Musings on writing, lessons learned by an aspiring professional, book reviews, movie reviews, an occasional t.v. show review, and unashamed opinion.

Friday, May 18, 2012

The Desert Spear

The Desert Spear is the sequel to The Warded Man, by Peter V. Brett, and takes several chances as a sequel that I'm not sure I liked.  The major one being that the first portion (almost a third) doesn't even feature the main characters from the first book.  When I started it I wanted to get back to the characters I'd come to love in TWM.  I was forced to wait for nearly 8 hours of audio before Arlen, Leesha, and Rojer got some stage time.  That being said, I still liked the book, if not quite as much as the first.

TDS starts off by jumping back in time, telling the story of Jardir and his rise to power among this world's pseudo-Islamic people.  He is a bit of a villain in the first book, and so it is interesting to gain perspective on his life and culture.  I came to appreciate him for the man he becomes.  Again, though, I wasn't really looking to be introduced to another protagonist.  Those introduced in The Warded Man were enough for me.  I suppose this is a case of the story the author is telling vs. the story I want him to tell.  Luckily, Brett is a great storyteller and I was able to overcome my annoyance with the way he developed things.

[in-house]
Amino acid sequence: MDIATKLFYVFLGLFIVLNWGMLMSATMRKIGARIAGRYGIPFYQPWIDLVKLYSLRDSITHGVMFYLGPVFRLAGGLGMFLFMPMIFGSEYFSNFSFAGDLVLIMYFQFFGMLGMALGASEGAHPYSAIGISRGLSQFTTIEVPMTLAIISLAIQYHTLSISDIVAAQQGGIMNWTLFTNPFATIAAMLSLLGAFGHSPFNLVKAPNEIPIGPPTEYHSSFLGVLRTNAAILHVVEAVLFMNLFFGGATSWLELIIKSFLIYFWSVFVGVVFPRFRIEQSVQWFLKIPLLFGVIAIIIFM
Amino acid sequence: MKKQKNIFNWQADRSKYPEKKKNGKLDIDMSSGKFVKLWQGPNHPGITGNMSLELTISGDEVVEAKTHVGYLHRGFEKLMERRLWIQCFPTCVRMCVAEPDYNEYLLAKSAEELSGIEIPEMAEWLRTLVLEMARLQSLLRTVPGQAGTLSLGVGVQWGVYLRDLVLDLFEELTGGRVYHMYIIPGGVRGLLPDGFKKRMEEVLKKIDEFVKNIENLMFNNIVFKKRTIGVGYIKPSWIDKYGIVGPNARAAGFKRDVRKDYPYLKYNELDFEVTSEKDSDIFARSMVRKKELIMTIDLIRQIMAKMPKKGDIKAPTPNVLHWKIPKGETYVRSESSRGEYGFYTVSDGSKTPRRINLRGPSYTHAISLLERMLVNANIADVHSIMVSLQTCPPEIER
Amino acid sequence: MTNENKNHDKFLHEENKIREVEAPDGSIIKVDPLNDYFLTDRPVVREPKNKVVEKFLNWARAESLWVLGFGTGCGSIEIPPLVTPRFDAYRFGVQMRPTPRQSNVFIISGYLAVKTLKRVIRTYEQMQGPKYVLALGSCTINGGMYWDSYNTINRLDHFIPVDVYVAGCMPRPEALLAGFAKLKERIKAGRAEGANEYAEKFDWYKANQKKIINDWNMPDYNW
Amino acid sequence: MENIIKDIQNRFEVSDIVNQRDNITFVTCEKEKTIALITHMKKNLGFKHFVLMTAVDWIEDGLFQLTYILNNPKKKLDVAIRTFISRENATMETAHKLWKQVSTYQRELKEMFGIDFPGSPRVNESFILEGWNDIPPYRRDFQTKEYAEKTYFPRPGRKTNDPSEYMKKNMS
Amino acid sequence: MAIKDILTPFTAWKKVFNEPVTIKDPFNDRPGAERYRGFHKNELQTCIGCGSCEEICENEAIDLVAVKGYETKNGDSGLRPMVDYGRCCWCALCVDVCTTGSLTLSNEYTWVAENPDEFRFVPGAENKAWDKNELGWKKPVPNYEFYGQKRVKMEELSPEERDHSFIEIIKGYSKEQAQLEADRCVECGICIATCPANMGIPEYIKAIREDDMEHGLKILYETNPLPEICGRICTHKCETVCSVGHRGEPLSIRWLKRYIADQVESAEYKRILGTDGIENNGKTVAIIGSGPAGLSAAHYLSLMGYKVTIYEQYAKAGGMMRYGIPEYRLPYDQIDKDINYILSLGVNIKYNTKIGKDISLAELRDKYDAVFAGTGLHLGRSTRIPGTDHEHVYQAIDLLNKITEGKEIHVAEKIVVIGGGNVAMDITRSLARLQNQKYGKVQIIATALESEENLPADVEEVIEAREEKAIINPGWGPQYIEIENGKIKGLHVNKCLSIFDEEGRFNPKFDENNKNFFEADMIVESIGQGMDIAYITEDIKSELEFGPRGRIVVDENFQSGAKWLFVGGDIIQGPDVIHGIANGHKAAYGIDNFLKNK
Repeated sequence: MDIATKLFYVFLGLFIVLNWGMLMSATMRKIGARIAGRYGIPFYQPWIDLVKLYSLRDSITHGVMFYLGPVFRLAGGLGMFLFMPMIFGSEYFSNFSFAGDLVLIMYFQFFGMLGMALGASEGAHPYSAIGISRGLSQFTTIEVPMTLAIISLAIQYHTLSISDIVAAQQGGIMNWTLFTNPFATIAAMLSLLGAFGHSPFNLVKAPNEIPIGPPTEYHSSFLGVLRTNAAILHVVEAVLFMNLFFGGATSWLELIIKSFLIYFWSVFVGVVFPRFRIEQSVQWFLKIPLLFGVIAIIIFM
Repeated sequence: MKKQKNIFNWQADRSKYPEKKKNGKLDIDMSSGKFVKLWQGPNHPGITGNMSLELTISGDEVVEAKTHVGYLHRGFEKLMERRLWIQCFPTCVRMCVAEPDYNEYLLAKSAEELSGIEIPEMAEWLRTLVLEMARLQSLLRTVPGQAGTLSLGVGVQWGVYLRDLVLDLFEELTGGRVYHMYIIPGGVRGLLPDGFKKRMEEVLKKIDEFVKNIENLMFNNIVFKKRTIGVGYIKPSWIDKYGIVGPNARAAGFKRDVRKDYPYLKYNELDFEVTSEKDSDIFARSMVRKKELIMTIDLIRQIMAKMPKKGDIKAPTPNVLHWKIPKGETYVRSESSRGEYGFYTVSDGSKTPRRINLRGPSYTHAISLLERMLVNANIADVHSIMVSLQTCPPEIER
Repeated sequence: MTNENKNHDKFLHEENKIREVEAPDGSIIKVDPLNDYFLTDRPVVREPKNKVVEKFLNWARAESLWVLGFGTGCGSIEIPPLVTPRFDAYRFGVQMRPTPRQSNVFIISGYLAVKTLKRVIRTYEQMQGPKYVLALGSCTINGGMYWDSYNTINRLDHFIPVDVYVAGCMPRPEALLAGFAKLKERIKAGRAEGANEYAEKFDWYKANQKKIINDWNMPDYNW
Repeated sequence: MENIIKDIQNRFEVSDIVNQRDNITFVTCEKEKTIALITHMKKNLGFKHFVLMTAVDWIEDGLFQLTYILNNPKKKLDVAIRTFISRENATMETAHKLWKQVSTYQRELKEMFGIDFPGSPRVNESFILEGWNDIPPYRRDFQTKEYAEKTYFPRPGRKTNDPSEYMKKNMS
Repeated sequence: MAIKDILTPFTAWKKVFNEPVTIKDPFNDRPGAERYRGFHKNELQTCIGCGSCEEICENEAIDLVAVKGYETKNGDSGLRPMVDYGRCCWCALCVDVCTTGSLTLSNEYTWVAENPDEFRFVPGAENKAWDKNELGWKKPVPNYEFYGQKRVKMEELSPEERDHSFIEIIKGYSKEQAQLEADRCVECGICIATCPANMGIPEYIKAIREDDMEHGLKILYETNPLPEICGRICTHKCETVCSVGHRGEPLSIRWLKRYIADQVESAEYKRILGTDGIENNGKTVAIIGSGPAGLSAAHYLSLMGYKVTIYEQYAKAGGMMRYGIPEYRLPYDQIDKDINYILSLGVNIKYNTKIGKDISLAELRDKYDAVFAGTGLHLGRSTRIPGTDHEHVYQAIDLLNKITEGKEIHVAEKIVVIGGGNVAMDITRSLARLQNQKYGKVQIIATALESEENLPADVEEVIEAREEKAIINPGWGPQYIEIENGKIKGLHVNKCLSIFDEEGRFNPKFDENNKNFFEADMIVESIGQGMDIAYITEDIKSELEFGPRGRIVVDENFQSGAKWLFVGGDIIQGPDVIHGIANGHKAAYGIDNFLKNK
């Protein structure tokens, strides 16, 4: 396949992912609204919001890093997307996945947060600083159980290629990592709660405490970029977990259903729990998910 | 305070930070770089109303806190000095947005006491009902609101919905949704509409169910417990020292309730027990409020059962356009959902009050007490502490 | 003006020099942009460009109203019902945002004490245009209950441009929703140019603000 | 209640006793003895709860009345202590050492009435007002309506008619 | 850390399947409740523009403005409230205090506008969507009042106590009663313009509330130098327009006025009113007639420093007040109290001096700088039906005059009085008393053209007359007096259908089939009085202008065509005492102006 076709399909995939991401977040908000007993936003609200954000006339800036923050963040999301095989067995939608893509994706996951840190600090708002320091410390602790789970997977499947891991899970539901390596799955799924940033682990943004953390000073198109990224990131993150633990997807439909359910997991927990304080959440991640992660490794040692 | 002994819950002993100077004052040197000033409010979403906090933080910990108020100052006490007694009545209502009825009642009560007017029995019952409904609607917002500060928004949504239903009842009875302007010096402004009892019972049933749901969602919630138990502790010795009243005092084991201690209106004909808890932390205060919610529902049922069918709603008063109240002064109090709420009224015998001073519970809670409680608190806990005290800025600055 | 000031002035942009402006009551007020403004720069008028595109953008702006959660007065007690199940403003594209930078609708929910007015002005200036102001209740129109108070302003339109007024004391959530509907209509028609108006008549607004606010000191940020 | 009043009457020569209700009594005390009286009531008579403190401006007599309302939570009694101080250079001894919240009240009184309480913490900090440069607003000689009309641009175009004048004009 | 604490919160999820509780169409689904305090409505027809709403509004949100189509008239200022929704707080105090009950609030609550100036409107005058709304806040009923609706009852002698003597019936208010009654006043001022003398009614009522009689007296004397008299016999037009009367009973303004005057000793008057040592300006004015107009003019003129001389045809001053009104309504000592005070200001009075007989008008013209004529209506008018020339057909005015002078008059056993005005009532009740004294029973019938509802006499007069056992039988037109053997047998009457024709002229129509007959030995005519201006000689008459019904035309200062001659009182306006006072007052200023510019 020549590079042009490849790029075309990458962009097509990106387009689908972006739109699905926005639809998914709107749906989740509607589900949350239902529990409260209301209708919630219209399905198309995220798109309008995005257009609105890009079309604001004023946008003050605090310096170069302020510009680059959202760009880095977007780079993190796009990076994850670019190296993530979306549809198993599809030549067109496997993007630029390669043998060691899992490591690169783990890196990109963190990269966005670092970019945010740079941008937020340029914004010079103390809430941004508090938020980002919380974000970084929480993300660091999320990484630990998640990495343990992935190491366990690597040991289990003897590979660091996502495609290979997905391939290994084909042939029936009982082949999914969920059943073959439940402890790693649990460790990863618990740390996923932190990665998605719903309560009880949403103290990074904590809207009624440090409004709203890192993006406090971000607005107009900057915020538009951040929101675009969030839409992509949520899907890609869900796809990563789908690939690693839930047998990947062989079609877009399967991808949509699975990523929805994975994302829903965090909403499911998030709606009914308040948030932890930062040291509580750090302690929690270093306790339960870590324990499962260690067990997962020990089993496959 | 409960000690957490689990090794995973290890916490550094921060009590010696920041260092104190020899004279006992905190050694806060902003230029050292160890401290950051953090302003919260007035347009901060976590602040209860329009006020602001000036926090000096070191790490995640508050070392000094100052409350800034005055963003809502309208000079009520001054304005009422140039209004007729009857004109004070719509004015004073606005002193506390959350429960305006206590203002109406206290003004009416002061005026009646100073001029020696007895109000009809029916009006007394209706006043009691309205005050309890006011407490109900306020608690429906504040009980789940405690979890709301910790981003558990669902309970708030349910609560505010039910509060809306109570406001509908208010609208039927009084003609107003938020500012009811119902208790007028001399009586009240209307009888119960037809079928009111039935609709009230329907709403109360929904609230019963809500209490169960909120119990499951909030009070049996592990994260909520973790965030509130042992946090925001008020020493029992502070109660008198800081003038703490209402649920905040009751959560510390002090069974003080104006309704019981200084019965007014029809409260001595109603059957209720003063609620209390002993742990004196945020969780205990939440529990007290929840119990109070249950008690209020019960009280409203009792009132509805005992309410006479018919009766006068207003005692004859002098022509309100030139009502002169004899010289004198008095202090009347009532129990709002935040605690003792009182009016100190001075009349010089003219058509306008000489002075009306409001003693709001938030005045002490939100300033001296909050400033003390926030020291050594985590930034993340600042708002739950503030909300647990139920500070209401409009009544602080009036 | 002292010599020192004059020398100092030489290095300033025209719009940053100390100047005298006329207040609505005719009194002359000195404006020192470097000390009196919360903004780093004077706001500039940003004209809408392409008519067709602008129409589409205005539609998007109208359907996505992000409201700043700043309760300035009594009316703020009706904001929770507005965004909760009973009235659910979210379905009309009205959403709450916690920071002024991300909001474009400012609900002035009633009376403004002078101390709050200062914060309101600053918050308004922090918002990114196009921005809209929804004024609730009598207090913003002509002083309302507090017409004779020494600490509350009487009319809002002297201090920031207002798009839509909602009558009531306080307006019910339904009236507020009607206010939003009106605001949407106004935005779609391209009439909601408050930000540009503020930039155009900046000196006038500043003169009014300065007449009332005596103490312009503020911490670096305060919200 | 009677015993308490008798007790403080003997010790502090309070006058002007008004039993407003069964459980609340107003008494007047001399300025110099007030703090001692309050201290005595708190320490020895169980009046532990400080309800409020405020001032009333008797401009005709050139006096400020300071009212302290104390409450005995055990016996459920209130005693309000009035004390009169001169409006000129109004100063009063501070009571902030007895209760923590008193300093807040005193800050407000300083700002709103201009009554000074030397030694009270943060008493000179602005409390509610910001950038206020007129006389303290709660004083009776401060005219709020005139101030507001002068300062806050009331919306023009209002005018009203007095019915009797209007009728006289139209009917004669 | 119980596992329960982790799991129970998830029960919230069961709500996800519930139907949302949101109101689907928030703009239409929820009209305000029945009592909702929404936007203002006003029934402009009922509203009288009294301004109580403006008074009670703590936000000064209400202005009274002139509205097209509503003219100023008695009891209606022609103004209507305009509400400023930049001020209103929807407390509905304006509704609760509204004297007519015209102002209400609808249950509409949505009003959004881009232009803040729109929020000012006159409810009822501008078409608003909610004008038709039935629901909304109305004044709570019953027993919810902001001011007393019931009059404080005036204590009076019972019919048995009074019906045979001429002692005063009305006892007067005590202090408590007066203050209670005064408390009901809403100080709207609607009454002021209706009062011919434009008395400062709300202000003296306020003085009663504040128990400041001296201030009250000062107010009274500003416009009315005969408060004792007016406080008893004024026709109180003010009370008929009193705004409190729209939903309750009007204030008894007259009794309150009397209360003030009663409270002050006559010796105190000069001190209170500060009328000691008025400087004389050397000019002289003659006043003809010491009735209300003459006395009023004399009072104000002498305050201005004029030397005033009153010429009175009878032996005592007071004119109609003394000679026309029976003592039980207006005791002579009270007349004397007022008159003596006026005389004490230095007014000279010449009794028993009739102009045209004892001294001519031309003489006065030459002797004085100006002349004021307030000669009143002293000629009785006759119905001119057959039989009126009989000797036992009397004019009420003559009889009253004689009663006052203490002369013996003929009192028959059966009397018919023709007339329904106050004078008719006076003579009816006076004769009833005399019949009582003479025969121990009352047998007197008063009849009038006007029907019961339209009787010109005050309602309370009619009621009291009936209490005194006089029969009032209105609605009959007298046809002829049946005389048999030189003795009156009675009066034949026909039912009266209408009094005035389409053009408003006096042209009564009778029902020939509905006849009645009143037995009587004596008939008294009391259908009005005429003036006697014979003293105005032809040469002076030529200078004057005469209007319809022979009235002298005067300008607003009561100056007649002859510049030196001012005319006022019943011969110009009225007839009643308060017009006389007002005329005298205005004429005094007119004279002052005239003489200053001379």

In TWM I was fairly certain Arlen, the main protagonist, was the Deliverer, returned to save mankind from the Corelings.  Now, though, I'm not so sure.  Jardir claims to be the Deliverer, while Arlen wants nothing to do with the title.  I really like that Brett is defying expectations.  He's using familiar fantasy tropes, but twisting them.  It makes for pleasant surprises.

(SPOILER ALERT) One twist in particular was the relationship between Leesha and Jardir.  There was a chance Leesha would marry Jardir and become a part of his harem.  It seems it isn't going to work out, but I was actually hoping for it after they'd spent time getting to know one another.  This would have been the ultimate surprise.  I'm still crossing my fingers for it in future volumes. (END OF SPOILER)

One thing I thought interesting: Jardir reminds me a lot of Dave Farland's Raj Ahtan.  I don't know if Brett has read The Runelords, but they are very similar characters... except that Jardir isn't a bad guy in my eyes anymore.  He appears to be the man Raj Ahtan could have been.  We'll have to wait for future books to find out how he turns out.

If you've read The Warded Man you have to continue with The Desert Spear.  The story doesn't move forward all that much, but it certainly deepens and sets the stage for book 3.  The fights with Corelings get tedious at times... there's only so many interesting ways to kill demons, but this is the major conflict in the series, so I don't know how to get around it.  The introduction of mind demons and mimics does help, and I'm eager to find out about more Coreling princes.  Also, I'd like to read more about Jardir's people subjugating the northerners, but I'm assuming that's what the next book (The Daylight War) will cover.

I give The Desert Spear 3.5 stars out of 5, if only because I didn't like it as much as the first, so can't award it the same score. (Maybe 3.75)      

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